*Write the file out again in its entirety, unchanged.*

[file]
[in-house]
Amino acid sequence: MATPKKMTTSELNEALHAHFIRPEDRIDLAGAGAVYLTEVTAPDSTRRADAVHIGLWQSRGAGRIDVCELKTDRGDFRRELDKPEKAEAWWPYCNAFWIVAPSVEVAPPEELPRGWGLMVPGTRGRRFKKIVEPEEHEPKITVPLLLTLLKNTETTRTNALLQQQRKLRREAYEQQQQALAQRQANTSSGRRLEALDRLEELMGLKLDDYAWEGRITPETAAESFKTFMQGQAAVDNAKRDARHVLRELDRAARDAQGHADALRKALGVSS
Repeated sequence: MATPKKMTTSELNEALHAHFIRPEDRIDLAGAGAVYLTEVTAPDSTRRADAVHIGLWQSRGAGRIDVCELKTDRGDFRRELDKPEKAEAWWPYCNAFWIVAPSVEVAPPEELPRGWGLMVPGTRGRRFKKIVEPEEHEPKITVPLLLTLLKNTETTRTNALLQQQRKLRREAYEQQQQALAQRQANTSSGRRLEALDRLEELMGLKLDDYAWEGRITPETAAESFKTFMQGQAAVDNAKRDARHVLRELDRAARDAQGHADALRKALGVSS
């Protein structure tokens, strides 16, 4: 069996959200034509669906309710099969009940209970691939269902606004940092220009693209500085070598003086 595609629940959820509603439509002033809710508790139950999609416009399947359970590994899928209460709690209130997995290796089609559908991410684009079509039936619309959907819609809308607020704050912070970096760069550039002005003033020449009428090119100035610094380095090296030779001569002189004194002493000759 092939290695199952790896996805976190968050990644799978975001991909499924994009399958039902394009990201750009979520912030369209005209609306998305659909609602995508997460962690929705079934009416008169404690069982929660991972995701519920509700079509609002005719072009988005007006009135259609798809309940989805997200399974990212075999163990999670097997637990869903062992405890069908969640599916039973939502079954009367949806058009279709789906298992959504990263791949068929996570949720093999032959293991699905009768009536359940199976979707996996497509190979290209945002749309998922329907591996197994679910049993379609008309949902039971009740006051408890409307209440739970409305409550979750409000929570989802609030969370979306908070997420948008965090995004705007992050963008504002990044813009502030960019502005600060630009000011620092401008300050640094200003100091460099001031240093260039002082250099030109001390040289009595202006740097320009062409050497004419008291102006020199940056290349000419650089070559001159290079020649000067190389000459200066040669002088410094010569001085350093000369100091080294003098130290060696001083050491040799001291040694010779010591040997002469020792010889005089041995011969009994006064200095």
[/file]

[in-house]
Amino acid sequence: MATPKKMTTSELNEALHAHFIRPEDRIDLAGAGAVYLTEVTAPDSTRRADAVHIGLWQSRGAGRIDVCELKTDRGDFRRELDKPEKAEAWWPYCNAFWIVAPSVEVAPPEELPRGWGLMVPGTRGRRFKKIVEPEEHEPKITVPLLLTLLKNTETTRTNALLQQQRKLRREAYEQQQQALAQRQANTSSGRRLEALDRLEELMGLKLDDYAWEGRITPETAAESFKTFMQGQAAVDNAKRDARHVLRELDRAARDAQGHADALRKALGVSS
Repeated sequence: MATPKKMTTSELNEALHAHFIRPEDRIDLAGAGAVYLTEVTAPDSTRRADAVHIGLWQSRGAGRIDVCELKTDRGDFRRELDKPEKAEAWWPYCNAFWIVAPSVEVAPPEELPRGWGLMVPGTRGRRFKKIVEPEEHEPKITVPLLLTLLKNTETTRTNALLQQQRKLRREAYEQQQQALAQRQANTSSGRRLEALDRLEELMGLKLDDYAWEGRITPETAAESFKTFMQGQAAVDNAKRDARHVLRELDRAARDAQGHADALRKALGVSS
């Protein structure tokens, strides 16, 4: 069996959200034509669906309710099969009940209970691939269902606004940092220009693209500085070598003086 595609629940959820509603439509002033809710508790139950999609416009399947359970590994899928209460709690209130997995290796089609559908991410684009079509039936619309959907819609809308607020704050912070970096760069550039002005003033020449009428090119100035610094380095090296030779001569002189004194002493000759 092939290695199952790896996805976190968050990644799978975001991909499924994009399958039902394009990201750009979520912030369209005209609306998305659909609602995508997460962690929705079934009416008169404690069982929660991972995701519920509700079509609002005719072009988005007006009135259609798809309940989805997200399974990212075999163990999670097997637990869903062992405890069908969640599916039973939502079954009367949806058009279709789906298992959504990263791949068929996570949720093999032959293991699905009768009536359940199976979707996996497509190979290209945002749309998922329907591996197994679910049993379609008309949902039971009740006051408890409307209440739970409305409550979750409000929570989802609030969370979306908070997420948008965090995004705007992050963008504002990044813009502030960019502005600060630009000011620092401008300050640094200003100091460099001031240093260039002082250099030109001390040289009595202006740097320009062409050497004419008291102006020199940056290349000419650089070559001159290079020649000067190389000459200066040669002088410094010569001085350093000369100091080294003098130290060696001083050491040799001291040694010779010591040997002469020792010889005089041995011969009994006064200095």